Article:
February 28th, 2020

Credit Online GIS maps, Cooper McKim

Listen to the full show here.

Land Purchase Raises Tax Concerns For Counties

Wyoming is looking to buy over a million acres of land across the southern part of the state. The deal hopes to diversify the state's investments, open previously inaccessible lands, and bring in new revenue for communities. But counties that HOLD the land wonder what downsides could come along side those positives. Wyoming Public Radio's Cooper McKim reports.

Wyoming Education Requirements Could Be Overhauled

The Wyoming Legislature will be undertaking what is called a recalibration of its school funding system. It's a process where lawmakers look at what they require of educators and if they are paying enough for education. But for the first time since it was developed, the committee will study what is in Wyoming's basket of goods. Those are the skills and content areas students are required to learn such as math and science. Wyoming Public Radio's Bob Beck reports that while some are excited about possible tweaks others are wary.

Stagnant Wages And A Rising Cost Of Living Make Things Difficult For Wyoming Families

The 2020 Self-Sufficiency Standard for Wyoming recently came out. It's a study that takes into account all kinds of factors for working families, like how many adults are in your household, the number of children, or which county you live in. And then it works like a calculator to determine the amount of income required to meet basic needs at a minimally adequate level. The idea is to provide this information to all kinds of decision makers, from lawmakers to non-profits, to businesses that want to set up shop in the state, and need to know just how much to pay their workers. Wyoming Public Radio's Maggie Mullen sat down with Rebekah Smith and Alex Shannon from the Wyoming Women's Foundation to talk about the findings.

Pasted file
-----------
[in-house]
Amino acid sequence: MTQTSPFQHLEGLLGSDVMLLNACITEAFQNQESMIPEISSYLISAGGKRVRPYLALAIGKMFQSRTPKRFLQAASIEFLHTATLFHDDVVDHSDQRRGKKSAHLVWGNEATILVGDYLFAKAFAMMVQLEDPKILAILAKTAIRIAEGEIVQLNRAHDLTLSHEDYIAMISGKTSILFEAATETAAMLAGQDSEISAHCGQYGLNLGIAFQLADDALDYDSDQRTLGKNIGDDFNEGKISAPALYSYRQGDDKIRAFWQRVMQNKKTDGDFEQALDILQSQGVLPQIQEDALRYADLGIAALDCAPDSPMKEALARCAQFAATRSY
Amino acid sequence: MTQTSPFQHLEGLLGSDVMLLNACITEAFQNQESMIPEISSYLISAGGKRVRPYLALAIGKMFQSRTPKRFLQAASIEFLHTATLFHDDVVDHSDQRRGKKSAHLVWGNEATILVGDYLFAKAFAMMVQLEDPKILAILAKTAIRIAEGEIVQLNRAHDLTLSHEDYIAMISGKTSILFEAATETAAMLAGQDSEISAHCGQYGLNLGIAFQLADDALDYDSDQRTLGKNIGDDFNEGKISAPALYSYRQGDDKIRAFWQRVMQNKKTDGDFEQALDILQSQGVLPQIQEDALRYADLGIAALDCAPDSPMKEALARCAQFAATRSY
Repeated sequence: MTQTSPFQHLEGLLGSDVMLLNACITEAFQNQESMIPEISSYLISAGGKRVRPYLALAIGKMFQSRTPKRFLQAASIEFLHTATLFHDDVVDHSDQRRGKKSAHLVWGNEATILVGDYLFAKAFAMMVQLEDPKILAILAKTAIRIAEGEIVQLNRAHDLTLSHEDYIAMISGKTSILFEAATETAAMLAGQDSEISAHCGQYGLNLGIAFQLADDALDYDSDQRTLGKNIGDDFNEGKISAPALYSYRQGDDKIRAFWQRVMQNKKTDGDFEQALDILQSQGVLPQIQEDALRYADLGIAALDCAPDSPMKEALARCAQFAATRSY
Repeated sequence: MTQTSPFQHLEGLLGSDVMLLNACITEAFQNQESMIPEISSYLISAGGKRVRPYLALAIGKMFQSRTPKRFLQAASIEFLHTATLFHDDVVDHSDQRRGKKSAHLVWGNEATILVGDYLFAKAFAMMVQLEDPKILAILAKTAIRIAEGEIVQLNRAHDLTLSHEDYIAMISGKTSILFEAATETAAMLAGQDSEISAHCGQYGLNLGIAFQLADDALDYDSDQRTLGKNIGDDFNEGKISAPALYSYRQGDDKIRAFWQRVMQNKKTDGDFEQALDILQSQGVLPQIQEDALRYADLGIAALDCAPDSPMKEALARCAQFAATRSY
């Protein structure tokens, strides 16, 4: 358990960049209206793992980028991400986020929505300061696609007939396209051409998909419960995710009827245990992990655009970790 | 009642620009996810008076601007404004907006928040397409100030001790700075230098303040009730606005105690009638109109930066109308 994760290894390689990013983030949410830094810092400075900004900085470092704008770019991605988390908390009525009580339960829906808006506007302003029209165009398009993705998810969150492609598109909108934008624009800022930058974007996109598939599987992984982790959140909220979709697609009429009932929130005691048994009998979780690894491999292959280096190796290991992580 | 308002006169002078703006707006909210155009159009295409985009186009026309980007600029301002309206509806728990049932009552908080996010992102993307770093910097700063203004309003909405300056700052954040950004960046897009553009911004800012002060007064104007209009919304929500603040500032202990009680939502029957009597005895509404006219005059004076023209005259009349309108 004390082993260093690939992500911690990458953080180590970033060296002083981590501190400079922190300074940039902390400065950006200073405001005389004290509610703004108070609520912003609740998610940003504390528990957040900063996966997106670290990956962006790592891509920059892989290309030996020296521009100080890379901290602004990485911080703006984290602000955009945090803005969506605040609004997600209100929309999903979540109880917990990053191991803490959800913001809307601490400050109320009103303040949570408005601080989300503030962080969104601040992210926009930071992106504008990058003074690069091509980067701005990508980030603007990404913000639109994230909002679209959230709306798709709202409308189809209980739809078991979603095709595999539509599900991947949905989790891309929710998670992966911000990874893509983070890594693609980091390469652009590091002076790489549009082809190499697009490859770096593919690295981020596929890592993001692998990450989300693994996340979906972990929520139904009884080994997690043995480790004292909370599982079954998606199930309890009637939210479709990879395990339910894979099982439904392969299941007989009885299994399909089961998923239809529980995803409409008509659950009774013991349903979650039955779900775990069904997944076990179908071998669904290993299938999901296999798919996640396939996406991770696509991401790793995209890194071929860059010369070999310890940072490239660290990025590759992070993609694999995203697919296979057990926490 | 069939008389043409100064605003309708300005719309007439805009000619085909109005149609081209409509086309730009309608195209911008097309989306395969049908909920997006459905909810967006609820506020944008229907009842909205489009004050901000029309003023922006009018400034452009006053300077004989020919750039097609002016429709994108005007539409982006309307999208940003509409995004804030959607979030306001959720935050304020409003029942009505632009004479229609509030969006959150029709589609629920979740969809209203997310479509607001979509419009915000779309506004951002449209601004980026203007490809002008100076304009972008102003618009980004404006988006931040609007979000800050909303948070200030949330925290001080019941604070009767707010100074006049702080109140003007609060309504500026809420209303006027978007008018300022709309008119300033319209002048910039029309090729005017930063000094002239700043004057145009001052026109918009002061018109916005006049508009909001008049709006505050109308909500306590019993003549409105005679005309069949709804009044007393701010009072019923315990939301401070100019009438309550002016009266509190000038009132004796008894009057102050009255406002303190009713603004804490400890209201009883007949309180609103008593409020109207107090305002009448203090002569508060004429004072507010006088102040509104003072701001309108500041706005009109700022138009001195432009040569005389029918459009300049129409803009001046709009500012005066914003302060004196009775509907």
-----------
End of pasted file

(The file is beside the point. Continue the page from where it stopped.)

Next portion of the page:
Why A Growing Number Of Young LDS Church Members Can't Square Their Faith With Trump's GOP

Utah may be considered a ruby red state, but more than a quarter of Utahns actually vote blue. And of those Democratic voters, a small but growing number are young mormons. The Mountain West New Bureau's Nate Hegyi explains.

Powell Economic Partnership Director Resigns; Sees Good Things In Future For Powell

The director of the Powell economic partnership is stepping down after six years at the helm. Christine Bekes [bek-ish] was the first full time director of the economic partnership and oversaw Powell's growing presence in the state. Wyoming Public Radio's Kamila Kudelska sat down with Bekes to reflect on her time in the position. Bekes said having a community development strategic plan completed just before she started made her understand what the community valued right from the beginning.

How One Wyoming City Is Combating The Winter Tourism Drop-Off

Winter in Wyoming typically means a slowdown of visitors and tourism. But with the pressure of the state's dropping revenue, some communities are looking for ways to stabilize. Wyoming Public Radio's Catherine Wheeler reports that one city realized how a new winter event isn't only fun but helps to boost the economy.

Tour Around Wyoming Gets People Thinking About Climate Solutions

The holy grail in the fight to stop climate change is reaching a bipartisan solution. To reach that end, the group Citizen Climate Lobby sent their regional director Bill Barron around Wyoming this month to engage in community conversation. At his stop in Laramie, Wyoming Public Radio's Melodie Edwards sat down with Barron to hear about the proposal his organization says is already drawing consensus from all sides.

Visual Artist Robert Martinez Joins "A Handful" Of Natives Honored With The Governor's Arts Award

Members of Wyoming's arts community gathered last Friday to honor the 5 recipients of the Governor's Arts Awards -- one of those honorees was visual artist Robert Martinez. Wyoming Public Radio's Savannah Maher sat down with him this week to talk about his work and what the award means to him.

Wyoming Artist Finds Beauty In Death In New Show

A pinedale artist has a new show on display that was inspired by… roadkill. Cristy Anspach has spent the last two and a half years making ceramic jars to honor each animal killed on her route between Boulder and Pinedale. Over the course of eight months she made 110 jars. Anspach talked to Wyoming Public Radio's Megan Feighery.